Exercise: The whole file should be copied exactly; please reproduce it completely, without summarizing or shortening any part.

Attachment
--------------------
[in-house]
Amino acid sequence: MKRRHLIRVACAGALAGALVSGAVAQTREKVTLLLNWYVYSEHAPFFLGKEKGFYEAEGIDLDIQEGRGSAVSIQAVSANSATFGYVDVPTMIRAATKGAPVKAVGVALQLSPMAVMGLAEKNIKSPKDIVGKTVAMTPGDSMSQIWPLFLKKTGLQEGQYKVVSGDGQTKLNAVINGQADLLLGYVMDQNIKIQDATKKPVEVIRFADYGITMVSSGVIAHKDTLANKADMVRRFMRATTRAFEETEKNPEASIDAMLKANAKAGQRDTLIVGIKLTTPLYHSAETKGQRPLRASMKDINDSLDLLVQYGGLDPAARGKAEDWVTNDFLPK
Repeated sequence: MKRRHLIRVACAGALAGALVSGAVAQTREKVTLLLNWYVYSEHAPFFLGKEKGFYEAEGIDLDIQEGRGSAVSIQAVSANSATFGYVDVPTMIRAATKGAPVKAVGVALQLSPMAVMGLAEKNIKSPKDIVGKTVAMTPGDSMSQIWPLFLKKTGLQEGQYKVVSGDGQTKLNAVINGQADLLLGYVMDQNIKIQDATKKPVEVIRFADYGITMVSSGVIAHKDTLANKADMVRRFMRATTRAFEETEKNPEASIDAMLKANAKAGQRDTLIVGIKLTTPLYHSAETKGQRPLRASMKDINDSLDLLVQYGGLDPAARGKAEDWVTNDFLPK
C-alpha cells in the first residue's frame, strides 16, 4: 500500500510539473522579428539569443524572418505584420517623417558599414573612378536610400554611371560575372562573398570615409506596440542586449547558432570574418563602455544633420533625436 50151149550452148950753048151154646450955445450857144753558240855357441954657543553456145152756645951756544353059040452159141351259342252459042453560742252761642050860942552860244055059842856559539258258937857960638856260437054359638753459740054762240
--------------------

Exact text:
[in-house]
Amino acid sequence: MKRRHLIRVACAGALAGALVSGAVAQTREKVTLLLNWYVYSEHAPFFLGKEKGFYEAEGIDLDIQEGRGSAVSIQAVSANSATFGYVDVPTMIRAATKGAPVKAVGVALQLSPMAVMGLAEKNIKSPKDIVGKTVAMTPGDSMSQIWPLFLKKTGLQEGQYKVVSGDGQTKLNAVINGQADLLLGYVMDQNIKIQDATKKPVEVIRFADYGITMVSSGVIAHKDTLANKADMVRRFMRATTRAFEETEKNPEASIDAMLKANAKAGQRDTLIVGIKLTTPLYHSAETKGQRPLRASMKDINDSLDLLVQYGGLDPAARGKAEDWVTNDFLPK
Repeated sequence: MKRRHLIRVACAGALAGALVSGAVAQTREKVTLLLNWYVYSEHAPFFLGKEKGFYEAEGIDLDIQEGRGSAVSIQAVSANSATFGYVDVPTMIRAATKGAPVKAVGVALQLSPMAVMGLAEKNIKSPKDIVGKTVAMTPGDSMSQIWPLFLKKTGLQEGQYKVVSGDGQTKLNAVINGQADLLLGYVMDQNIKIQDATKKPVEVIRFADYGITMVSSGVIAHKDTLANKADMVRRFMRATTRAFEETEKNPEASIDAMLKANAKAGQRDTLIVGIKLTTPLYHSAETKGQRPLRASMKDINDSLDLLVQYGGLDPAARGKAEDWVTNDFLPK
C-alpha cells in the first residue's frame, strides 16, 4: 500500500510539473522579428539569443524572418505584420517623417558599414573612378536610400554611371560575372562573398570615409506596440542586449547558432570574418563602455544633420533625436 50151149550452148950753048151154646450955445450857144753558240855357441954657543553456145152756645951756544353059040452159141351259342252459042453560742252761642050860942552860244055059842856559539258258937857960638856260437054359638753459740054762240